After a recent private tutoring session with a student, I confirmed just how difficult pronouncing contractions of will (‘ll) and will not (won’t) can be for English language learners (ELLs), and more specifically perhaps for Korean learners of English.
I thought about giving a quick resource here for pronouncing the pronoun + will contractions. This is by no way an official guide to pronunciation, but can prove helpful for those who are having some troubles as my student was. If you’re looking for a quick go to pronunciation reference that includes an auditory sample, check out Dictionary.com.
Contractions of Will with Pronunciation Key:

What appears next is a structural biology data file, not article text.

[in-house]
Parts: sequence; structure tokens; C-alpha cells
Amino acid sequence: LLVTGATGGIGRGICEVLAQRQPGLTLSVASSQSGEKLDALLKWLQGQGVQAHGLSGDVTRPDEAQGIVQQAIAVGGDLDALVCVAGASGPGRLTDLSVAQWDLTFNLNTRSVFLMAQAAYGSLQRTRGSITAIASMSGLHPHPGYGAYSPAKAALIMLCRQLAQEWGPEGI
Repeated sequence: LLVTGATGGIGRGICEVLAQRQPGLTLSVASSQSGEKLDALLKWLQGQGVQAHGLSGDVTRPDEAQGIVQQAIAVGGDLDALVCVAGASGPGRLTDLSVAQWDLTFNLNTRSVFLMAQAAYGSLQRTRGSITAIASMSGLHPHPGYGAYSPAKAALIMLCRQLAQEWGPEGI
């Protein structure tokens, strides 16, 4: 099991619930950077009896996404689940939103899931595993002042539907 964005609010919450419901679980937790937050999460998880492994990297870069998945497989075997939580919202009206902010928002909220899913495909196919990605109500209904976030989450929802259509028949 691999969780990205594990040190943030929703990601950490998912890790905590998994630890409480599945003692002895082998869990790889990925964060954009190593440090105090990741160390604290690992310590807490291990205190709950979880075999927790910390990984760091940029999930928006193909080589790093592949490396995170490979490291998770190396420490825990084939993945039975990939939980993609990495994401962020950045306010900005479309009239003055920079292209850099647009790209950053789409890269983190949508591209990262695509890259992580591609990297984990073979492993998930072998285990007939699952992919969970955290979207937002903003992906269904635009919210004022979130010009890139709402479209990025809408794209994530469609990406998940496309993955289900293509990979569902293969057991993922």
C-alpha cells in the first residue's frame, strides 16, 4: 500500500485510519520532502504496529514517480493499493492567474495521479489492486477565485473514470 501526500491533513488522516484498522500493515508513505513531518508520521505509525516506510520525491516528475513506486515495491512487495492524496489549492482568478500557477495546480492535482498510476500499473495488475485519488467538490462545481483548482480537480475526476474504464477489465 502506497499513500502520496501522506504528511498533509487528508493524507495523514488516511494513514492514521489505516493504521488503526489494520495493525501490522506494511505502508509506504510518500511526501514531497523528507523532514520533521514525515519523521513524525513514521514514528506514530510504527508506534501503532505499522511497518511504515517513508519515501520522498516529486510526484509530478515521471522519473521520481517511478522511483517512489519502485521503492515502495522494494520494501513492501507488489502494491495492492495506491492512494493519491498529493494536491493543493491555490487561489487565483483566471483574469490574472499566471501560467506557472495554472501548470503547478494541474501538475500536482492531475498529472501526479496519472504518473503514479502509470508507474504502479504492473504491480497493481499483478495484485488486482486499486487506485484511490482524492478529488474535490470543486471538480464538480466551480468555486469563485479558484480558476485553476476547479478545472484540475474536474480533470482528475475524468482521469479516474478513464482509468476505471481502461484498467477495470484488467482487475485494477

I + will —> I’ll [ahyl]
She + will —> She’ll [sheel; unstressed shil]
He + will —> He’ll [heel/heal; unstressed eel, hil]
We + will —> We’ll [weel; unstressed wil]
They + will —> They’ll [theyl]
It + will —> It’ll [ittle]
Jennifer + will —> Jennifer’ll [-ul]
Contractions of Will Not with Pronunciation Key:
I + will not —> I won’t [wohnt, wuhnt]
She + will not —> She won’t
He + will not —> He won’t
We + will not —> We won’t
They + will not —> They won’t
It + will not —> I won’t
SungBae + will not —> SungBae won’t
Using Contractions in Conversation: I also like to remind all of my students that when speaking in conversation, using contractions makes for more natural English. For example, “I’ll see you later” rather than “I will see you later.” Conversely, you shouldn’t use contractions when writing English unless you’re writing an informal communication to a close friend.